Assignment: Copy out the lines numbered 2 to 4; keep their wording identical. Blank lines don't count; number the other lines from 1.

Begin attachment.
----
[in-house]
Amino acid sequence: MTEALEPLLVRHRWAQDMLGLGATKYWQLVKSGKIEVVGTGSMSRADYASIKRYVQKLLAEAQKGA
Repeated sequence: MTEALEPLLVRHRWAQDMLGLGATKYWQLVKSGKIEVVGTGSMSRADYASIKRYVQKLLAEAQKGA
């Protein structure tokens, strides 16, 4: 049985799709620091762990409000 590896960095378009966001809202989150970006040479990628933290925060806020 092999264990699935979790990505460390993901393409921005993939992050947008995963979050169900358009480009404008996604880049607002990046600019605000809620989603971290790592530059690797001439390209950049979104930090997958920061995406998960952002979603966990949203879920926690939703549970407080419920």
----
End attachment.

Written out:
Amino acid sequence: MTEALEPLLVRHRWAQDMLGLGATKYWQLVKSGKIEVVGTGSMSRADYASIKRYVQKLLAEAQKGA
Repeated sequence: MTEALEPLLVRHRWAQDMLGLGATKYWQLVKSGKIEVVGTGSMSRADYASIKRYVQKLLAEAQKGA
């Protein structure tokens, strides 16, 4: 049985799709620091762990409000 590896960095378009966001809202989150970006040479990628933290925060806020 092999264990699935979790990505460390993901393409921005993939992050947008995963979050169900358009480009404008996604880049607002990046600019605000809620989603971290790592530059690797001439390209950049979104930090997958920061995406998960952002979603966990949203879920926690939703549970407080419920």